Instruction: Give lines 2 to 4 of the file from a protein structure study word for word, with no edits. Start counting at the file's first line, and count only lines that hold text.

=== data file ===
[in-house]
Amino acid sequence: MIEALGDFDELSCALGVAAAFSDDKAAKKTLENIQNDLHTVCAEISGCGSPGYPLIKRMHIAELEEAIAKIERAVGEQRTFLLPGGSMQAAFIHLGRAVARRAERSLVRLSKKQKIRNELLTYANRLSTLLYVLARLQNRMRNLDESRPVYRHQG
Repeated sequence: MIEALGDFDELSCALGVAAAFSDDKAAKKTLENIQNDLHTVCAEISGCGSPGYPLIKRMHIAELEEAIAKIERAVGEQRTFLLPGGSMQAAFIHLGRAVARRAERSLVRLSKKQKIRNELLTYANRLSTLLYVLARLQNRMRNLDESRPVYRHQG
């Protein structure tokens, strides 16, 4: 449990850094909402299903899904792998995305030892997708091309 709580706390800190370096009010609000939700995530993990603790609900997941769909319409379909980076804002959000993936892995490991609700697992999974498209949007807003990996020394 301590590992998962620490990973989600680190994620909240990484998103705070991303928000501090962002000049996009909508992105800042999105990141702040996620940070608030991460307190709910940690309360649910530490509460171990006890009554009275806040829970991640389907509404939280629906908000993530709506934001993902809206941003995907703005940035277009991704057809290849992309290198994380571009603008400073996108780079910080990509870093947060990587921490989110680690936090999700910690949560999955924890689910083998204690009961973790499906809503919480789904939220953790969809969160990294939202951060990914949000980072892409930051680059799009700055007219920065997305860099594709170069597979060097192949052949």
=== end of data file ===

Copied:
Amino acid sequence: MIEALGDFDELSCALGVAAAFSDDKAAKKTLENIQNDLHTVCAEISGCGSPGYPLIKRMHIAELEEAIAKIERAVGEQRTFLLPGGSMQAAFIHLGRAVARRAERSLVRLSKKQKIRNELLTYANRLSTLLYVLARLQNRMRNLDESRPVYRHQG
Repeated sequence: MIEALGDFDELSCALGVAAAFSDDKAAKKTLENIQNDLHTVCAEISGCGSPGYPLIKRMHIAELEEAIAKIERAVGEQRTFLLPGGSMQAAFIHLGRAVARRAERSLVRLSKKQKIRNELLTYANRLSTLLYVLARLQNRMRNLDESRPVYRHQG
């Protein structure tokens, strides 16, 4: 449990850094909402299903899904792998995305030892997708091309 709580706390800190370096009010609000939700995530993990603790609900997941769909319409379909980076804002959000993936892995490991609700697992999974498209949007807003990996020394 301590590992998962620490990973989600680190994620909240990484998103705070991303928000501090962002000049996009909508992105800042999105990141702040996620940070608030991460307190709910940690309360649910530490509460171990006890009554009275806040829970991640389907509404939280629906908000993530709506934001993902809206941003995907703005940035277009991704057809290849992309290198994380571009603008400073996108780079910080990509870093947060990587921490989110680690936090999700910690949560999955924890689910083998204690009961973790499906809503919480789904939220953790969809969160990294939202951060990914949000980072892409930051680059799009700055007219920065997305860099594709170069597979060097192949052949």